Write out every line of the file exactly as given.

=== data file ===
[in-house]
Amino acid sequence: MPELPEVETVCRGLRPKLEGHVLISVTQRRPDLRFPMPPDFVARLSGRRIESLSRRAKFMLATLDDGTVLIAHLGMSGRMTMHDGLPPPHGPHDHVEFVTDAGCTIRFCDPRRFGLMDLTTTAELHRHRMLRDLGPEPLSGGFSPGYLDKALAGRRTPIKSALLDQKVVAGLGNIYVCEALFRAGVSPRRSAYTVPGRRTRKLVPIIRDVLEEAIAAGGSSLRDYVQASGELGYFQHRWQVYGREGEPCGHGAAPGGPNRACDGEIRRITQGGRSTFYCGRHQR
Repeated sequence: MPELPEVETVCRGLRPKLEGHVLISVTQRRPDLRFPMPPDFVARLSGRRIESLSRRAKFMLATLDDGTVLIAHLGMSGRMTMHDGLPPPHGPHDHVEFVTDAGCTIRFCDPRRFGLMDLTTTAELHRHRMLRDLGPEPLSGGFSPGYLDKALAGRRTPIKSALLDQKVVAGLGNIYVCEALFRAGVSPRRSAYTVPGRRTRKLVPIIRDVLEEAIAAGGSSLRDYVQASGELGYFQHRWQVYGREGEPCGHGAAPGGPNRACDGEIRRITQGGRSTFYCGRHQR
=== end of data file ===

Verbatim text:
[in-house]
Amino acid sequence: MPELPEVETVCRGLRPKLEGHVLISVTQRRPDLRFPMPPDFVARLSGRRIESLSRRAKFMLATLDDGTVLIAHLGMSGRMTMHDGLPPPHGPHDHVEFVTDAGCTIRFCDPRRFGLMDLTTTAELHRHRMLRDLGPEPLSGGFSPGYLDKALAGRRTPIKSALLDQKVVAGLGNIYVCEALFRAGVSPRRSAYTVPGRRTRKLVPIIRDVLEEAIAAGGSSLRDYVQASGELGYFQHRWQVYGREGEPCGHGAAPGGPNRACDGEIRRITQGGRSTFYCGRHQR
Repeated sequence: MPELPEVETVCRGLRPKLEGHVLISVTQRRPDLRFPMPPDFVARLSGRRIESLSRRAKFMLATLDDGTVLIAHLGMSGRMTMHDGLPPPHGPHDHVEFVTDAGCTIRFCDPRRFGLMDLTTTAELHRHRMLRDLGPEPLSGGFSPGYLDKALAGRRTPIKSALLDQKVVAGLGNIYVCEALFRAGVSPRRSAYTVPGRRTRKLVPIIRDVLEEAIAAGGSSLRDYVQASGELGYFQHRWQVYGREGEPCGHGAAPGGPNRACDGEIRRITQGGRSTFYCGRHQR